Mikhail Naumovich Gurevich was born on the 22nd of February 1959 in Kharkow, USSR. Awarded the IM title in 1985 and the GM title in 1986, he was USSR Champion in 1985 [rusbase-1] (after a play-off and tie-break). In 1987 he won the Keres memorial [rusbase-2], was 1st at Moscow and 2nd at Leningrad after Rafael Vaganian. In 2001 he won the Belgian Championship with a perfect 9/9 score. Gurevich qualified for his first Candidates match by placing 8th at the FIDE World Cup (2005), but lost to Peter Leko, 3 1/2 - 1/2.

He currently lives in Turkey, and has added a third national championship to his resume' by winning the Turkish Championship (2006). In 2008 he won the Turkish Championship again. He is also a FIDE Arbiter and a FIDE Senior Trainer.

Wikipedia article: Mikhail Gurevich (chess player)

Last updated: 2017-07-28 10:04:54

 page 1 of 65; games 1-25 of 1,608  PGN Download
Game  ResultMoves YearEvent/LocaleOpening
1. M Gurevich vs Psakhis  0-1501978BakuA34 English, Symmetrical
2. V Malaniuk vs M Gurevich  1-0551980UKR-chTA48 King's Indian
3. M Gurevich vs Lputian  0-1331981URSD58 Queen's Gambit Declined, Tartakower (Makagonov-Bondarevsky) Syst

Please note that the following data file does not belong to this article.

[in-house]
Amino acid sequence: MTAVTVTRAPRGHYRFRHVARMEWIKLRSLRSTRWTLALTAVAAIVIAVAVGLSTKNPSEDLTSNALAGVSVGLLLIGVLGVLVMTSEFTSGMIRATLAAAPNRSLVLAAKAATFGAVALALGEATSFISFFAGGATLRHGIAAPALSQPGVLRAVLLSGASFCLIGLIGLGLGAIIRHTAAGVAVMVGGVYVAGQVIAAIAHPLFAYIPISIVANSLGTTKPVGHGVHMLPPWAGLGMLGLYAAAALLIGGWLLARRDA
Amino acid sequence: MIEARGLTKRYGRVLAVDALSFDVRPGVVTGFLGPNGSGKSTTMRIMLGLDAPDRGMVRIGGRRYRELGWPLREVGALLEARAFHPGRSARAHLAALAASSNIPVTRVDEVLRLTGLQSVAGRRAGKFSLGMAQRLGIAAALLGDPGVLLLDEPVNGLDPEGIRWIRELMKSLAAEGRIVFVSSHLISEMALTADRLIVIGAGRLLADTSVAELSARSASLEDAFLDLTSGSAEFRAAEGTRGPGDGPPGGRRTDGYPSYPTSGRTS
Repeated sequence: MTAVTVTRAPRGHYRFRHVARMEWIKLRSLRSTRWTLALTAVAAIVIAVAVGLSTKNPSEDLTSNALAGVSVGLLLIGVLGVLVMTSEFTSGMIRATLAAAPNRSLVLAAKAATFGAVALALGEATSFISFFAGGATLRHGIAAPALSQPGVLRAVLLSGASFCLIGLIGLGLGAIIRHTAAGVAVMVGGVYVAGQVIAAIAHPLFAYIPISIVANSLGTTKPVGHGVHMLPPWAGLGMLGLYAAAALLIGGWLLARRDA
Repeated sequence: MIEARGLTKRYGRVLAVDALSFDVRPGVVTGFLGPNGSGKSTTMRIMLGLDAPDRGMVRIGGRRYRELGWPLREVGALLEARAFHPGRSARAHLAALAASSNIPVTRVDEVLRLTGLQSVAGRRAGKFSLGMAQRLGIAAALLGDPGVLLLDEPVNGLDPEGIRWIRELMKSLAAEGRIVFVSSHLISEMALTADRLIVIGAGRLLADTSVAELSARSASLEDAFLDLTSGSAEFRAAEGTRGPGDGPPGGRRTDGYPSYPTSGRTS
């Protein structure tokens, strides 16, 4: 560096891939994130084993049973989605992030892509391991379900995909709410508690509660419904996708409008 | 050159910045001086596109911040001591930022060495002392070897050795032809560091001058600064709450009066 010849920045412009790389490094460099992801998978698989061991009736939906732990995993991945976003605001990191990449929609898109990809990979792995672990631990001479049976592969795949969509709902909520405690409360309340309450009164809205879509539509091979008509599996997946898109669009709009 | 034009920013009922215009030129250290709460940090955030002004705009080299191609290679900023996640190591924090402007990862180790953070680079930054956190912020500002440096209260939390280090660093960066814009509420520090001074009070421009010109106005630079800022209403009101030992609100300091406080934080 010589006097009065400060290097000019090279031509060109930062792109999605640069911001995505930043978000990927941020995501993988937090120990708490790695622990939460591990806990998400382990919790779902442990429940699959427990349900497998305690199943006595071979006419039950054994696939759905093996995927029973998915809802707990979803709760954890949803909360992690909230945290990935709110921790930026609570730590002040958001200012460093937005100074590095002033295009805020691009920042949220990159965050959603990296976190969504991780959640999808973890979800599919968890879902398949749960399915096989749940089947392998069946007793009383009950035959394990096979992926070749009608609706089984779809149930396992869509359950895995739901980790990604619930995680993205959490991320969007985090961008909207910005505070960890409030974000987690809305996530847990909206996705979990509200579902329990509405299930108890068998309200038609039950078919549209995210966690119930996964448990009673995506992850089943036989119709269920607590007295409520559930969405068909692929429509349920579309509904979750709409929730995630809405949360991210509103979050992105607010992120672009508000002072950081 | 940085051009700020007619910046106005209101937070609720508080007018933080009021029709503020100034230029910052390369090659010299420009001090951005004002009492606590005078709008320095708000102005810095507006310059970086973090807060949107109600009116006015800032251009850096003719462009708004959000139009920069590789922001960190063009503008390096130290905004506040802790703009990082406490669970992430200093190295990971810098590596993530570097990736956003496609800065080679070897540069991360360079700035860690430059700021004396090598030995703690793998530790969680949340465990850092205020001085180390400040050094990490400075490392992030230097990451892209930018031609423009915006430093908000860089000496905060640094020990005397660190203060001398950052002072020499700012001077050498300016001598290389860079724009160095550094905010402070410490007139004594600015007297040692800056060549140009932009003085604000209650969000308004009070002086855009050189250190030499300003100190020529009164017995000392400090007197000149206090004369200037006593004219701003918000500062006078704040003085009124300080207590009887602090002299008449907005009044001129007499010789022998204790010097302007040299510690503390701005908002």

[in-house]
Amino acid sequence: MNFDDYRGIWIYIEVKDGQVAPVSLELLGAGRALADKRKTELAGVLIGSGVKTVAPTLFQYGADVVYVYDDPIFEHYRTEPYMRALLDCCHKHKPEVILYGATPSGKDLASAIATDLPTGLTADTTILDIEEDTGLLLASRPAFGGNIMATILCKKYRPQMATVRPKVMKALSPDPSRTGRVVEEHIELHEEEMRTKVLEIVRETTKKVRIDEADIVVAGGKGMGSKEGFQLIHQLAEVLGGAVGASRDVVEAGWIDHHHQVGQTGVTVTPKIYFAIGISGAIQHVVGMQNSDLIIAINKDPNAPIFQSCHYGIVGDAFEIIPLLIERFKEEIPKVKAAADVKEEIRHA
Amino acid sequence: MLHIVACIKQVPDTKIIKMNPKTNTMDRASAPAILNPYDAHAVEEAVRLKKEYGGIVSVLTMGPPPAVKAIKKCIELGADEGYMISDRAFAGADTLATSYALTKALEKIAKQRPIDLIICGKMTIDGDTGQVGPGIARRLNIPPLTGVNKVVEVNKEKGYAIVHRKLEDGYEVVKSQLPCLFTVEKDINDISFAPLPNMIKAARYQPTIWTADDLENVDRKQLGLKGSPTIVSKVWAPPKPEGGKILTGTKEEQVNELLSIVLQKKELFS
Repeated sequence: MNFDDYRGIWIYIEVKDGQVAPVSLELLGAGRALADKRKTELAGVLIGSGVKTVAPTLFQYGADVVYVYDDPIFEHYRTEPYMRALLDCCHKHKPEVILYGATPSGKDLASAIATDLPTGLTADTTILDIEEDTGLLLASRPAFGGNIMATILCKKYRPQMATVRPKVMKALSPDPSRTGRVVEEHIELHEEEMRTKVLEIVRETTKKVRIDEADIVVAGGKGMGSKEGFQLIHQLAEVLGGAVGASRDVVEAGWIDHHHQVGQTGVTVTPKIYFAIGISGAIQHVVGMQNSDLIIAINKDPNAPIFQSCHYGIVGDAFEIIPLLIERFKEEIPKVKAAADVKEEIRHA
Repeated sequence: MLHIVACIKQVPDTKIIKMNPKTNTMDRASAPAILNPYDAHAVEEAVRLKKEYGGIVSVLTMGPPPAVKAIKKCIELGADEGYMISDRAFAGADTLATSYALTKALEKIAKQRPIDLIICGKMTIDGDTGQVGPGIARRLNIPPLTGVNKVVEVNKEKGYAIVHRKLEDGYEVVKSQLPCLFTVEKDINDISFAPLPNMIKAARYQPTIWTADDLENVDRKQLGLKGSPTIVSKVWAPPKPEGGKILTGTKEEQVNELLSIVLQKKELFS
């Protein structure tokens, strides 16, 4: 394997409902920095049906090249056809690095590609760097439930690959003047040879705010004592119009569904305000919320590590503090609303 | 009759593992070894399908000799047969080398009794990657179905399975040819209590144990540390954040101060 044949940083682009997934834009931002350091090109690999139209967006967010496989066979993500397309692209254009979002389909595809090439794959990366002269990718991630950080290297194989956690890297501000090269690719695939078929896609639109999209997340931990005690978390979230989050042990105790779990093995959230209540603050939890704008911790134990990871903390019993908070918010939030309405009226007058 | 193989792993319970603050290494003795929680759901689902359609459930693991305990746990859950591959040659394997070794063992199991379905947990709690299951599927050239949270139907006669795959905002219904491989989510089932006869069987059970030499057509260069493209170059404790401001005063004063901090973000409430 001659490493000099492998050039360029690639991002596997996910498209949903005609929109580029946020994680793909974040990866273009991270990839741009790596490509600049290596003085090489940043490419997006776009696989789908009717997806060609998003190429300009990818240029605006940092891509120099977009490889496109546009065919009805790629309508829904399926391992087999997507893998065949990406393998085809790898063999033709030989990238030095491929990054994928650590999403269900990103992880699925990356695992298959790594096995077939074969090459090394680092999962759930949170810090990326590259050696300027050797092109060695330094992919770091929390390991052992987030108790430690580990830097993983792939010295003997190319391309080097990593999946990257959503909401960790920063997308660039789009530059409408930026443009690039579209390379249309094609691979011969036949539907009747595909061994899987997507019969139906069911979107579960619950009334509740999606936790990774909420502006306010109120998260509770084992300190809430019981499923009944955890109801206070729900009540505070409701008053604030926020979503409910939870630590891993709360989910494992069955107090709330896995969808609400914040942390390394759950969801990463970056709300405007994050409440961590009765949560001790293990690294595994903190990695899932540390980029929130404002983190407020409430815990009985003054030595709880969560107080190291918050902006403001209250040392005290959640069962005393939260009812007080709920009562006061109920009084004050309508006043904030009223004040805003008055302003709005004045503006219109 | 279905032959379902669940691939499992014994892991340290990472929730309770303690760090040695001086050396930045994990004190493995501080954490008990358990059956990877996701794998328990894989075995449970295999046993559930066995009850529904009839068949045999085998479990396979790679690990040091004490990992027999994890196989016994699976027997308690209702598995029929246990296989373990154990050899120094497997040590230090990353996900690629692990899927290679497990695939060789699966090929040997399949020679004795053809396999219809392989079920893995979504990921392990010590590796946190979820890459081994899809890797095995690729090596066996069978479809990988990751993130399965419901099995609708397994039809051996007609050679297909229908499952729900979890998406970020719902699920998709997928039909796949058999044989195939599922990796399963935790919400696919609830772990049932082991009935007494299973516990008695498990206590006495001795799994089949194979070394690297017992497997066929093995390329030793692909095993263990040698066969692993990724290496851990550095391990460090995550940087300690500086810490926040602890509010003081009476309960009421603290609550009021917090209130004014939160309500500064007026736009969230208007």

4. M Gurevich vs E Mochalov  1-0741981URS-ch sf ChelyabinskA30 English, Symmetrical
5. V Muratov vs M Gurevich  0-1611981URS-ch sf ChelyabinskB07 Pirc
6. A Panchenko vs M Gurevich  1-0311981URS-ch sf ChelyabinskB07 Pirc
7. M Gurevich vs A Butnorius  0-1311982URS-ch sf SeverodonetskA00 Uncommon Opening
8. M Gurevich vs A Panchenko  ½-½521982URS-ch sf SeverodonetskD44 Queen's Gambit Declined Semi-Slav
9. Dolmatov vs M Gurevich  1-0321982URS-ch sf SeverodonetskB07 Pirc
10. Tukmakov vs M Gurevich  1-0401982USSRA41 Queen's Pawn Game (with ...d6)
11. M Gurevich vs N Andrianov  1-0441982URS-ch sf SeverodonetskD45 Queen's Gambit Declined Semi-Slav
12. Tseshkovsky vs M Gurevich  0-1971982URS-ch sf SeverodonetskB07 Pirc
13. M Gurevich vs A V Filipenko  1-0381982URS-ch sf SeverodonetskD45 Queen's Gambit Declined Semi-Slav
14. M Gurevich vs Tseitlin  1-0381982URS-ch sf SeverodonetskA00 Uncommon Opening
15. A Vitolinsh vs M Gurevich  1-0611982URS-ch sf SeverodonetskB08 Pirc, Classical
16. M Gurevich vs R N Vasiliev  1-0421982URS-ch sf SeverodonetskA07 King's Indian Attack
17. Gavrikov vs M Gurevich  1-0231982URS-ch sf SeverodonetskA41 Queen's Pawn Game (with ...d6)
18. Y Anikaev vs M Gurevich  0-1421982URS-ch sf SeverodonetskE63 King's Indian, Fianchetto, Panno Variation
19. M Gurevich vs Chernin  ½-½341983URS-ch Young MastersE55 Nimzo-Indian, 4.e3, Gligoric System, Bronstein Variation
20. M Gurevich vs E Kengis  ½-½281983URS-ch Young MastersA13 English
21. M Gurevich vs Vyzmanavin  ½-½421983URS-ch Young MastersA29 English, Four Knights, Kingside Fianchetto
22. M Gurevich vs Salov  1-0411983URS-ch Young MastersA56 Benoni Defense
23. M Gurevich vs A V Kharitonov  ½-½301983URS-ch U26A07 King's Indian Attack